The Liberal government could be taking a hard look at the possibility of a guaranteed annual income after it invited one of Canada’s leading experts on the subject to speak at a pre-budget hearing in Ottawa on Thursday.
University of Manitoba health economist Evelyn Forget spoke in the House of Commons about the benefits of a guaranteed annual income (GAI), or basic annual income, and how it could replace the existing, often complicated, patchwork of social assistance programs.
What is a guaranteed annual income?
Forget told Global News in a phone interview Friday the a GAI would be in the neighbourhood of $18,000 a year for every Canadian.
“If people have no income from any other source you get a certain agreed upon level and then as wage income increases, if you go out for example and earn $100, your benefit declines by $50 so you get to keep half of anything you earn,” she said.
WATCH: How a guaranteed minimum income could reduce poverty
Forget said the challenge is finding the right dollar figure that will raise people out of extreme poverty while maintaining a financial incentive to work.
Who would qualify for the guaranteed annual income?
She said that unlike provincial welfare programs a GAI model would be available to both the working poor as well as people on assistance.
“If you’re working a minimum wage at $11 an hour or whatever it is in your province you would come in well below the limit and you would receive supplementation under this scheme,” Forget said. “It creates a work incentive to ensure that people who work are always better off than if they didn’t work.”
Has the plan been implemented anywhere?
Forget conducted research on the idea, a program called Mincome, that took place between 1974 and 1978 in Dauphin, Man., and Winnipeg that provided a guaranteed minimum income for some of its residents. She said the benefits of a GAI include lower poverty rates, less hospital visits and increased high school completion rates.
However, a 2015 report from the Fraser Institute suggested while the idea is appealing, it would not work in Canada. It suggested one of the biggest hurdles would be getting all levels of government on board with a single program instead of the number of social assistance programs that exist today.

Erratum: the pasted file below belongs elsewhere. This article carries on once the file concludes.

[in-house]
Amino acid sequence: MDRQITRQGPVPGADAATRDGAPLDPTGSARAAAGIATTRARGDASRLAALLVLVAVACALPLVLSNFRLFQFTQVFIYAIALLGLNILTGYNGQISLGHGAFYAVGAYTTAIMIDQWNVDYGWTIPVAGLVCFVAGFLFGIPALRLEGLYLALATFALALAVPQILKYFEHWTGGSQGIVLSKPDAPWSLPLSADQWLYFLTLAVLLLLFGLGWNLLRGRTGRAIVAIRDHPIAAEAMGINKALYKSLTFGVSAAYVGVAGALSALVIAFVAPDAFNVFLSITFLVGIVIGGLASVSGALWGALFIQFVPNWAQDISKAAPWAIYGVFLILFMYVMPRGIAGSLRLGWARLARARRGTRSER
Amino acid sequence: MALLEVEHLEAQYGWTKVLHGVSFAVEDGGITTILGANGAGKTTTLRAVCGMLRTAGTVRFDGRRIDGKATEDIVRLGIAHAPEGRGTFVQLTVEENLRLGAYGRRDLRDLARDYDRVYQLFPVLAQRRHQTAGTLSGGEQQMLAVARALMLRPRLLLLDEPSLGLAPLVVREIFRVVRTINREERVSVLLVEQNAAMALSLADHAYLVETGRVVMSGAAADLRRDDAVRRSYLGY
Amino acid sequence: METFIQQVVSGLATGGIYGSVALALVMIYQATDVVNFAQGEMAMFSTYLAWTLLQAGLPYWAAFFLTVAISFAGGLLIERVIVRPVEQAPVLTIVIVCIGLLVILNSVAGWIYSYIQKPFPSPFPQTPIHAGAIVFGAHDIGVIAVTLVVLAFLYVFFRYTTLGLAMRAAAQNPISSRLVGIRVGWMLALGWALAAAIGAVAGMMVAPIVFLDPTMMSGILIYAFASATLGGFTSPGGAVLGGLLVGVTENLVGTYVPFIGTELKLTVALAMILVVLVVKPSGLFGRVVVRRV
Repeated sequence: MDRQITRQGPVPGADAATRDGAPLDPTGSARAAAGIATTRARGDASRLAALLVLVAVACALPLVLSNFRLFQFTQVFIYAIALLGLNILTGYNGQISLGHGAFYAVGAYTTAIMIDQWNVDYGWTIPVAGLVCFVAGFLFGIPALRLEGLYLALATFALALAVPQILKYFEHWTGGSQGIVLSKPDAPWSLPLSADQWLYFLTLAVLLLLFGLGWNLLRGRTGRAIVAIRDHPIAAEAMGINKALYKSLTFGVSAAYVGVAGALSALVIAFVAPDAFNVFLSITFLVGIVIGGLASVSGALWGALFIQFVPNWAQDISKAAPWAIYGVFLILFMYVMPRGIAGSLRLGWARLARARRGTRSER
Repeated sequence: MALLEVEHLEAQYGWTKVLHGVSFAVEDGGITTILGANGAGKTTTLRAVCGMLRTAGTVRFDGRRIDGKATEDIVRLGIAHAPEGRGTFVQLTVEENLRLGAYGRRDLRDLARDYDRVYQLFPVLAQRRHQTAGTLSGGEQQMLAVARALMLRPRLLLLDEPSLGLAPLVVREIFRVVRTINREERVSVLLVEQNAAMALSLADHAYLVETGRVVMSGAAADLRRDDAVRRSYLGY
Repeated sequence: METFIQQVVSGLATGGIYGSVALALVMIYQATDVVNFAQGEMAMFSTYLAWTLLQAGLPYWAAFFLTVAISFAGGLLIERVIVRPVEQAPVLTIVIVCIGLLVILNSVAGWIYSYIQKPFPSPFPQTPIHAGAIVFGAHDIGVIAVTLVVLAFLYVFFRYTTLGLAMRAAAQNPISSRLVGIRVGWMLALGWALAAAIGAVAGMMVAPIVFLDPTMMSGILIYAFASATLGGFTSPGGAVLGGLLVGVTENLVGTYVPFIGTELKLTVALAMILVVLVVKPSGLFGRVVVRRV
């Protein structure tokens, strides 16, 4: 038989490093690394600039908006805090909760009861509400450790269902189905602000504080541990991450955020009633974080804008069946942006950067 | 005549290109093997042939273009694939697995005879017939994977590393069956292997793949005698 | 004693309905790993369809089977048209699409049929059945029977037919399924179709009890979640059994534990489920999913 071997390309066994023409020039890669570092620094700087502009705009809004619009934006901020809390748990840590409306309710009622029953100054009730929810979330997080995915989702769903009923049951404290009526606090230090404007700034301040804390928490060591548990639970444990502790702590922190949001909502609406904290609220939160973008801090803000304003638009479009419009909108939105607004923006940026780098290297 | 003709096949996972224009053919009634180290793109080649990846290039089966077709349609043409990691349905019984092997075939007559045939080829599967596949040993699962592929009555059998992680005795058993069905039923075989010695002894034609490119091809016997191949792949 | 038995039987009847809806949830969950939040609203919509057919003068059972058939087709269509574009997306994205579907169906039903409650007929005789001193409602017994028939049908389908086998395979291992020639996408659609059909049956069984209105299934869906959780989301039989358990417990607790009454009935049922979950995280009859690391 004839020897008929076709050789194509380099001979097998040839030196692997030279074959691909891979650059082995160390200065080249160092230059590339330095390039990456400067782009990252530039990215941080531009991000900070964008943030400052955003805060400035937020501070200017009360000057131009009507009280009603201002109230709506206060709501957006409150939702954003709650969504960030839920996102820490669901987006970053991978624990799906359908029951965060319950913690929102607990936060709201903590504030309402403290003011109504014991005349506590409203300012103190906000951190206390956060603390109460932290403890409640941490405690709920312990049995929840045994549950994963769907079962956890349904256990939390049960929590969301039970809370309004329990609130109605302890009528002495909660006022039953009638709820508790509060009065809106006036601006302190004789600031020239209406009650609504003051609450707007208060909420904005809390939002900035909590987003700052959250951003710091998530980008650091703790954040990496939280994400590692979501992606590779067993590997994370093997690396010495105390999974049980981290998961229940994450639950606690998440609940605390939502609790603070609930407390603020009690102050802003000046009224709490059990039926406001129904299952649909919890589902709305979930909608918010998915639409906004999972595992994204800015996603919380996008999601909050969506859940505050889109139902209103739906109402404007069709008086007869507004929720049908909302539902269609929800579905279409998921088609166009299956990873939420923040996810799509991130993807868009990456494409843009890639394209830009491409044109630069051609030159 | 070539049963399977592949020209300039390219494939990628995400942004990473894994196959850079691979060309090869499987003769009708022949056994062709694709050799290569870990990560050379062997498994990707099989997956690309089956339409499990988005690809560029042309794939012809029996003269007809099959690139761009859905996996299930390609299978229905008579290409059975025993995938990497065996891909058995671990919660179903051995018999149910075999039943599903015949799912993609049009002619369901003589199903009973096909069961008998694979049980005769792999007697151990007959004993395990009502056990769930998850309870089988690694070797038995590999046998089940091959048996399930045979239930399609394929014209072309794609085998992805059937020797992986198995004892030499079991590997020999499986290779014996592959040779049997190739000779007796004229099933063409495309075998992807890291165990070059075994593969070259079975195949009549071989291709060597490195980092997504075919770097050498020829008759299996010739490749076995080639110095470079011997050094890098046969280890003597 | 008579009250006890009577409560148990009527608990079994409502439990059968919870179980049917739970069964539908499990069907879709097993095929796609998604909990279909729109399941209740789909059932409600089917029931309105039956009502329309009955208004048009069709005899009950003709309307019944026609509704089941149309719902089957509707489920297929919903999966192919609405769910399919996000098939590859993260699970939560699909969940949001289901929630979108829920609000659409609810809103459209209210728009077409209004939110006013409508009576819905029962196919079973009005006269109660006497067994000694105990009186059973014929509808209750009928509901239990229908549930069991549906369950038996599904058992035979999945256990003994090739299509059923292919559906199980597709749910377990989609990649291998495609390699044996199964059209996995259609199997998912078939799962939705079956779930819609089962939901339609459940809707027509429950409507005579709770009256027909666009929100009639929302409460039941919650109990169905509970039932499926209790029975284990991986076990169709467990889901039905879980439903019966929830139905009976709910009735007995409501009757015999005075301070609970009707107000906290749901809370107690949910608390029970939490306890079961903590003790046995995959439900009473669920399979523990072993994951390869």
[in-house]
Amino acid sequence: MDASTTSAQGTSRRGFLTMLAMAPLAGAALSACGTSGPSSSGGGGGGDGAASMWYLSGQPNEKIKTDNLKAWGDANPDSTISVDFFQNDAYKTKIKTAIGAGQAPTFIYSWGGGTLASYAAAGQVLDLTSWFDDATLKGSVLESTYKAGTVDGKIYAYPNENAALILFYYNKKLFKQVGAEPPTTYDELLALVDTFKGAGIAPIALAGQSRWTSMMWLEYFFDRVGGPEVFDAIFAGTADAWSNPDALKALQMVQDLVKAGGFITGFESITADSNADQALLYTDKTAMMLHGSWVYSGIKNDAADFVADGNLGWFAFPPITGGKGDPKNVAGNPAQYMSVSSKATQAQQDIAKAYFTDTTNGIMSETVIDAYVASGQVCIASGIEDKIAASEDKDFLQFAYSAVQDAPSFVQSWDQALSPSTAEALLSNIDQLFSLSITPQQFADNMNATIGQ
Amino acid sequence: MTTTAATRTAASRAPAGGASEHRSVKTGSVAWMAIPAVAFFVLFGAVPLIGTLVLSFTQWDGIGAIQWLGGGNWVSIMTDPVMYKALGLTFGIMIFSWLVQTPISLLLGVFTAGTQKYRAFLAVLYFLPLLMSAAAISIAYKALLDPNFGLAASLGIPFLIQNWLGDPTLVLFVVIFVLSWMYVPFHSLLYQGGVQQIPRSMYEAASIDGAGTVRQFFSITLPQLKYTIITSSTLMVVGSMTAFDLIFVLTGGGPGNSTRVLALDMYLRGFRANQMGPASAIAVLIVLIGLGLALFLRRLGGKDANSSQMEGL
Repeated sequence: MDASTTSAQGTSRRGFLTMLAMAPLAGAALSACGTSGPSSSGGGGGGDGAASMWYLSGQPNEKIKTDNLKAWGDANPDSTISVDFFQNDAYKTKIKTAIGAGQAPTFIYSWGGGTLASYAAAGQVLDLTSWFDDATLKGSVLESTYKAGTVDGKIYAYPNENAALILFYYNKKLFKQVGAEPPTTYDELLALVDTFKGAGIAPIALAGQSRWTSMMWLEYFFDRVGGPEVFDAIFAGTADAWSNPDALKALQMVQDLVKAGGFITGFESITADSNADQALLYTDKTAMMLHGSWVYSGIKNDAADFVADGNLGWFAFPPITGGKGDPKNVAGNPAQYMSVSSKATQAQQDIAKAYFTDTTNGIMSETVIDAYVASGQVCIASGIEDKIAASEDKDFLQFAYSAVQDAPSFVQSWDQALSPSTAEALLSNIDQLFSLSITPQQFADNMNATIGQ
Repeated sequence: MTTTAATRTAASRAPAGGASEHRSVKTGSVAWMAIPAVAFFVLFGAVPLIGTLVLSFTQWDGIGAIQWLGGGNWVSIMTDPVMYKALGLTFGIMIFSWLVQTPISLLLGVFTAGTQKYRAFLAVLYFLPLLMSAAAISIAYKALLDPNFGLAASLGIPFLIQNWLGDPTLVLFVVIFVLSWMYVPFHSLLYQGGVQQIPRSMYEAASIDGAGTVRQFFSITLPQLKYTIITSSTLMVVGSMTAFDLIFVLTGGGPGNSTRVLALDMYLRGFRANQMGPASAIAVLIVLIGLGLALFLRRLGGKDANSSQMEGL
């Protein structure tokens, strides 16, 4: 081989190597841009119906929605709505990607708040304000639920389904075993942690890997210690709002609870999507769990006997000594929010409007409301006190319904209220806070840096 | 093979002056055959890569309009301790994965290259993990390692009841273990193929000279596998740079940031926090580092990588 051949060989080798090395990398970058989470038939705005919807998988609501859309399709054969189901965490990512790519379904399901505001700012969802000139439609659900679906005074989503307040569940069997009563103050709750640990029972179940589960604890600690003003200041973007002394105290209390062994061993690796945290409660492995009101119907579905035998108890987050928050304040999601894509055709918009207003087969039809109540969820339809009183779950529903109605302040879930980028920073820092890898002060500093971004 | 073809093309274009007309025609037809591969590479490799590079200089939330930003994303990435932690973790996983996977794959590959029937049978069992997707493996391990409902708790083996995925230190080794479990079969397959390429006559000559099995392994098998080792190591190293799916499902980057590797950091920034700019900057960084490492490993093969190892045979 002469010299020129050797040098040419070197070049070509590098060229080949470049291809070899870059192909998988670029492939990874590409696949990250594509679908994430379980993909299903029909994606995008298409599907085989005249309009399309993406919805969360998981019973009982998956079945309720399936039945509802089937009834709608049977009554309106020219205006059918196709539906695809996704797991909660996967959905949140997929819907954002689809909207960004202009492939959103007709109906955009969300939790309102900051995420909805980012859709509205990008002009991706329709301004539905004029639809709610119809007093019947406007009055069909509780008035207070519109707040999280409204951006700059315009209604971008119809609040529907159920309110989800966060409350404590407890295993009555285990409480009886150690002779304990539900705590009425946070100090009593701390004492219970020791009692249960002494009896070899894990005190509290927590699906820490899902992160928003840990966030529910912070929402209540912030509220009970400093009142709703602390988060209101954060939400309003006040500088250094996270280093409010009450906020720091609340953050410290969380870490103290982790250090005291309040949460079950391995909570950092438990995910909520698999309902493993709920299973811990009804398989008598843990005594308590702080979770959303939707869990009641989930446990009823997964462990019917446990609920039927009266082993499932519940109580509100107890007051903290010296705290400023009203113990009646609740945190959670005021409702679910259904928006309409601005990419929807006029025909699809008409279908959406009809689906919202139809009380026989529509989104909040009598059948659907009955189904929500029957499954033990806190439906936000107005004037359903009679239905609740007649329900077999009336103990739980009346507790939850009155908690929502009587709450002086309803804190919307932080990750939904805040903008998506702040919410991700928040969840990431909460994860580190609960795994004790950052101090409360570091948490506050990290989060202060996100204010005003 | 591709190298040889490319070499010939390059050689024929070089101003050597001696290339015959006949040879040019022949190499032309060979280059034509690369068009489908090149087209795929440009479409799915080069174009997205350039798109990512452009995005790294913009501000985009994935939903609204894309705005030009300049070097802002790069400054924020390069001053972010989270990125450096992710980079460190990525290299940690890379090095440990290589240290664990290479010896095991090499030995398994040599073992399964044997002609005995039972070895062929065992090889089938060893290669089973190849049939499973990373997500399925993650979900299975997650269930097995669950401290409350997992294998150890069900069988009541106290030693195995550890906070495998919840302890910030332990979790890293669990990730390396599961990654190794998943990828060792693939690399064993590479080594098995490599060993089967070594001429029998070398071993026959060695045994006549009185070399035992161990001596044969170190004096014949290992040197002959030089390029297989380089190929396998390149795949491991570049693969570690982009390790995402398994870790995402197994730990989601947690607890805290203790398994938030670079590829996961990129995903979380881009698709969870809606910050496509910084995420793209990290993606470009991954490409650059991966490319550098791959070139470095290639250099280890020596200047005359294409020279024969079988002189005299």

The idea seems to be gaining traction at all levels of government across the country. Quebec Premier Philippe Couillard appointed a cabinet committee in January to look at creating a GAI for the province, while mayors from Calgary and Edmonton have supported the idea and Green Party Leader Elizabeth May included it in her party platform in the last federal election.
While the Liberals did not make a guaranteed annual income an election promise they included it among its policy resolutions in a mandate letter to Families, Children and Social Development Minister Jean-Yves Duclos.
Glen Hodgson, chief economist with Conference Board of Canada, likes the idea of a guaranteed annual income as it has to the potential to reduce bureaucratic costs.
“I think there is a chance to actually streamline administration, reduce massive administrative costs being felt by the feds, provinces and cities,” he said.
Hodgson says under the current employment insurance system once a person applies for welfare, if they find a job the quickly begin losing benefits.
“If they take the initiative and go out and find a job we penalize them by taking big chunks of their other income,” said Hodgson. “The attractiveness of the guaranteed income model is you can have a very low marginal tax rate and provides the incentive to actually go out and earn more without losing their base. And then the higher your earnings, the higher your tax rate becomes. And at some point you become financially independent.”
Similar ideas are being looked at by other countries. Switzerland is set to vote on providing a guaranteed national income for all residents, while Finland is working on a proposal for a tax-free income supplement for all its citizens.